Writing on, and about, an island

Posts Tagged ‘Mystery’

Writing a Novel

In Crime & Mystery Writer, Tasmania, Writing on January 13, 2012 at 11:22 am

Last year, after a few months of manic writing (and enforced solo weekends at my shack on Bruny Island), I finished the first draft of my first full-length novel.

It’s a crime novel, set in Tasmania. It’s to be the first in a series featuring an enigmatic central female character (the kind of person I wish to be!).

A Sydney literary agent is interested in it, based on the sample and synopsis I sent her.

And she’s just emailed me: “When can I see the whole book?”

And now I’m kind of petrified with inertia.

Why petrified?

Because I’ve worked in book publishing, and know what it takes to go from first draft to something worth sending off to an agent. It’s a physical and mental marathon. Also, I don’t want to miss this chance. Also, I’m a perfectionist. Also, I’m so exhausted by the process of getting out the first draft that I’m putting off the inevitable rewrites…

… So, why write at all?

I’ve never wavered in my belief that I’ll be a published author one day. I’ve ghost-written lots of books, and, of course, I’m already a well-published magazine and newspaper writer. But there has always been a burning desire to have my own book published. It’s in my DNA – my grandmother was a published writer (into her nineties), and my father is also.

And I have something to say. Which, when you strip everything else away, is the number 1 ingredient needed to write a book…

… Which, thank the heavens, I’ve finally done

I’ve started various novels at various points during my life. I read those tortured false starts now, and can clearly see all the hallmarks of ‘first novel’ syndrome – where you are basically writing about yourself. I cringe a little, but I can also see the seeds of this later book, the one I manage to complete.

This one still has what matters to me and my life stamped over it (mystery, history, Tasmania, being different, questioning the status quo…), but if your writing doesn’t reflect you in some small way, why write?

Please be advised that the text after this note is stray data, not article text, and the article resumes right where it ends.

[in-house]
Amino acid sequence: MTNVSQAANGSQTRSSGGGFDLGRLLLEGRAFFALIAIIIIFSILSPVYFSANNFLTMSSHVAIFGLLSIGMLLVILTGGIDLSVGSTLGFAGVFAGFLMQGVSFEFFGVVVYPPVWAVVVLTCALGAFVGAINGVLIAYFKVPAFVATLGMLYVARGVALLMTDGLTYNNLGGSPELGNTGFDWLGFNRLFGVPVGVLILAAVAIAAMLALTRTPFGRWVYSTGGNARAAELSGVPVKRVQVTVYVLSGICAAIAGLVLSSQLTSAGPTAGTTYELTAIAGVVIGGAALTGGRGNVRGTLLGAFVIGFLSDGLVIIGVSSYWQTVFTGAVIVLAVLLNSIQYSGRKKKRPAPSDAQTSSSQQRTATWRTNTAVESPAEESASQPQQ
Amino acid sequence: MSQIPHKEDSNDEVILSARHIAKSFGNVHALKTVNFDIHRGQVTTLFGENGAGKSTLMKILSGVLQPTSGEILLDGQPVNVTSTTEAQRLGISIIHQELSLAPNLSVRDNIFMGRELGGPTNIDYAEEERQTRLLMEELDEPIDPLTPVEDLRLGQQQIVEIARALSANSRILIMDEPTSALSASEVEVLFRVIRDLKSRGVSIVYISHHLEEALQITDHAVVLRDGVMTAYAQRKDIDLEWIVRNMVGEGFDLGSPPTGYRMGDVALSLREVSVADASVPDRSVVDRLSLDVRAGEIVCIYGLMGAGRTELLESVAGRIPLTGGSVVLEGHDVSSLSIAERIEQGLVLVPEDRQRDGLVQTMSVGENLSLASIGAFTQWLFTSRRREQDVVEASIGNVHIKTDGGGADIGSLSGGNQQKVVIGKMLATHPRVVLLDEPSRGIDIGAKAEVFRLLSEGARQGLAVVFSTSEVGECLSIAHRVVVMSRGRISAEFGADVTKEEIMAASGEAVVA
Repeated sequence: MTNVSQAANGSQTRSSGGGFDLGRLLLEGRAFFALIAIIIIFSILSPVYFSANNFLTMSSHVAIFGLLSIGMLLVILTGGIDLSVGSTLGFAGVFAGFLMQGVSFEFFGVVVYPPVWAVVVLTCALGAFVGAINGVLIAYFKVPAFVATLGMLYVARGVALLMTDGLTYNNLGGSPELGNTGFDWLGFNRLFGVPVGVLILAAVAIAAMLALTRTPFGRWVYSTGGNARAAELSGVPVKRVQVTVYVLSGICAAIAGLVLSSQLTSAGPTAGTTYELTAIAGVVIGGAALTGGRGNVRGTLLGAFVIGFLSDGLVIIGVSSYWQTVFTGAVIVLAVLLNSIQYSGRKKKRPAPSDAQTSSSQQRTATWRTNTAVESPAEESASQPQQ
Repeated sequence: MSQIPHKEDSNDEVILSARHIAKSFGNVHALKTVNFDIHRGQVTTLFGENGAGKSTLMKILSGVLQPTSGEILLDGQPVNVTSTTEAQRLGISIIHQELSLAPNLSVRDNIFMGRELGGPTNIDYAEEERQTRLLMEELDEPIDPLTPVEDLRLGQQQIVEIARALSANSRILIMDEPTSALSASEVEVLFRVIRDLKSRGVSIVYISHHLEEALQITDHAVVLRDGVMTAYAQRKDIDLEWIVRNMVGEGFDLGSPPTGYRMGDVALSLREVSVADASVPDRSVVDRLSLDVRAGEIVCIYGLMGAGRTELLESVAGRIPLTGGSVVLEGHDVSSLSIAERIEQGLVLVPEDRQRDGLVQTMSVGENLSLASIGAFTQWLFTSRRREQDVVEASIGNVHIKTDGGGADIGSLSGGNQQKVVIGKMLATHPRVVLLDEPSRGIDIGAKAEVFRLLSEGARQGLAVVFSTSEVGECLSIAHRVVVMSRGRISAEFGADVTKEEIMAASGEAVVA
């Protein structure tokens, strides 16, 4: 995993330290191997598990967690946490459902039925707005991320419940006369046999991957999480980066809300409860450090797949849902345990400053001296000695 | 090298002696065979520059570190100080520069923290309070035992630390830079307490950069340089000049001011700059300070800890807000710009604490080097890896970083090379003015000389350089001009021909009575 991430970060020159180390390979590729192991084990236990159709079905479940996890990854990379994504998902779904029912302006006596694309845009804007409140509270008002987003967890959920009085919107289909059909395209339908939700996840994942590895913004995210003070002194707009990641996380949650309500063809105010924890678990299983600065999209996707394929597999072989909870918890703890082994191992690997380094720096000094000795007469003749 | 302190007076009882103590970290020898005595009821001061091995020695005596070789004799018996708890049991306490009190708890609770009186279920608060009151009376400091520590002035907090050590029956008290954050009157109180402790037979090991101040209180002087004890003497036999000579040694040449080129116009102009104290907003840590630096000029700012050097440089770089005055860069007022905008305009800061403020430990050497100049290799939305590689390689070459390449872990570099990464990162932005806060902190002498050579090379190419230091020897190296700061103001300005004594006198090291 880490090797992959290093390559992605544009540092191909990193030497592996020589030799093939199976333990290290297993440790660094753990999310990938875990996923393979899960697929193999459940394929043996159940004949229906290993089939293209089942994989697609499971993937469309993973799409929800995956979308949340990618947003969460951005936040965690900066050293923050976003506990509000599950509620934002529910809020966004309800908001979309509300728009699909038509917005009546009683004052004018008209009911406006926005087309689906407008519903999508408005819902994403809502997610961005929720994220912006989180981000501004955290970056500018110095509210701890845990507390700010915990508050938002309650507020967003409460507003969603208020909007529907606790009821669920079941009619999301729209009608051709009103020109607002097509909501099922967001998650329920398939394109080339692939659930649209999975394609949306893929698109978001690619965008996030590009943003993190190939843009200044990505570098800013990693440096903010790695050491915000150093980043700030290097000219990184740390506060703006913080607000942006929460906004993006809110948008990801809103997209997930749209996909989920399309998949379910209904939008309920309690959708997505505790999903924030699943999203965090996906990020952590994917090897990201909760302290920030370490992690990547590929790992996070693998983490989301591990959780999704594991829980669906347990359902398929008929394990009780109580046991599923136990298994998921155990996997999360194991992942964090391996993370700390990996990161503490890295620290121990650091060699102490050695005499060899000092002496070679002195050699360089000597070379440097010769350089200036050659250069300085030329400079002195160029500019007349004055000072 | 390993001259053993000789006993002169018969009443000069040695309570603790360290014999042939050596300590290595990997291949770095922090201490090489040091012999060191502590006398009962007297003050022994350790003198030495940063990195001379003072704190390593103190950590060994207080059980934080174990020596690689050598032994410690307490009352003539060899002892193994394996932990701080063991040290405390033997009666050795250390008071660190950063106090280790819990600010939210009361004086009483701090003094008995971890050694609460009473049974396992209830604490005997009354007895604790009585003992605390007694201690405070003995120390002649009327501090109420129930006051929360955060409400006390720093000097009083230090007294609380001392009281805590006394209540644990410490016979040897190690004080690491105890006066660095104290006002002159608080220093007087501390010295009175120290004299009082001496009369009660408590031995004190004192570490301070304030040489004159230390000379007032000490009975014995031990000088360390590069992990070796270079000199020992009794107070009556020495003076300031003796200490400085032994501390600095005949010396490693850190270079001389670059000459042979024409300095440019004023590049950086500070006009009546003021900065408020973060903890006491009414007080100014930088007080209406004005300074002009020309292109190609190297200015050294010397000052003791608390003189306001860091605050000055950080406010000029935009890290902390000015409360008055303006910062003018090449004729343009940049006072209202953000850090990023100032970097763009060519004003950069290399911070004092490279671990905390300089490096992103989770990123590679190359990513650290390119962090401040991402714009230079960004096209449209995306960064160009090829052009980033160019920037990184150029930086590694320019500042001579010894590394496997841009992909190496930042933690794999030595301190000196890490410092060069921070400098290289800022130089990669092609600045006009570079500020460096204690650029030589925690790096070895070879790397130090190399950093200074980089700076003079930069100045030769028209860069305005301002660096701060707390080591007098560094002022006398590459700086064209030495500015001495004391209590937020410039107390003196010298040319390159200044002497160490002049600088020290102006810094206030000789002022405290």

Enter: the art of incubation

Recently, I’ve learnt that, instead of being a procrastinator, I can happily call myself an incubator. Different thing entirely, apparently.

However, it doesn’t change the fact that I have a habit of creating side projects (editing others’ books, finishing my Masters…) that steer me away from my central goal. These projects fool me into thinking I’m still achieving my goals, without the scariness of forced to focus on what I really care about.

I also make excuses about the fact that I need to make money to pay the mortgage, and since my day job involves being creative and writing all day long for others, there’s no juice in the tank for my personal writing…

No more excuses

Writing my first novel was one of the sub-conscious reasons I moved back to Tasmania – I realise that now. Sydney was a very distracting place to live. I needed the head/body space to write a novel that Tasmania would provide.

And I need to recognise my achievements thus far.

However, I also need to get brutal. I should know how to cross the finish line; as a book editor and publisher, I’ve coaxed other writers through this journey (god, it seems so easy when it’s someone else’s book…).

So, I’ve given myself a deadline and a routine (essential, I find). I’ll be writing every day to fine-tune the draft. And I’ll keep you updated.

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Mystery

In Tasmania on December 12, 2011 at 3:27 am

Tasmania is the new Twin Peaks.

For those who’ve had the pleasure, this needs no explanation. For everyone else: Twin Peaks was an immensely successful TV series by acclaimed US director David Lynch. It was a long and winding journey into a cast of weird and wonderful characters with every social quirk possible, shot through with undercurrents of creepy strangeness and set against a backdrop of outrageous natural beauty.

As I said: Tasmania.

Twin Peaks has celebrated 20 years since the first episode aired. Imagine if, rather than thinking Bear Grylls or Oprah, we courted the cast of this show to film a one-off (this has just happened elsewhere). A one-off campaign aimed at the Gen X and Ys of this world, who don’t want to condescended to with prescriptive travel campaigns.

All this talk of staying ‘on-brand’ can remove what’s most important to many people who may be thinking of travelling – or moving – to Tasmania: the mystery and the magic. Don’t get me wrong – I love a good brand. But Tasmania seriously needs to get its sexy back. New Zealand is sexy; the New Zealand brand is sexy.

We should be celebrating not just what’s overt about Tasmania – but what’s lurking beneath the surface.

Bring back the magic and mystery.

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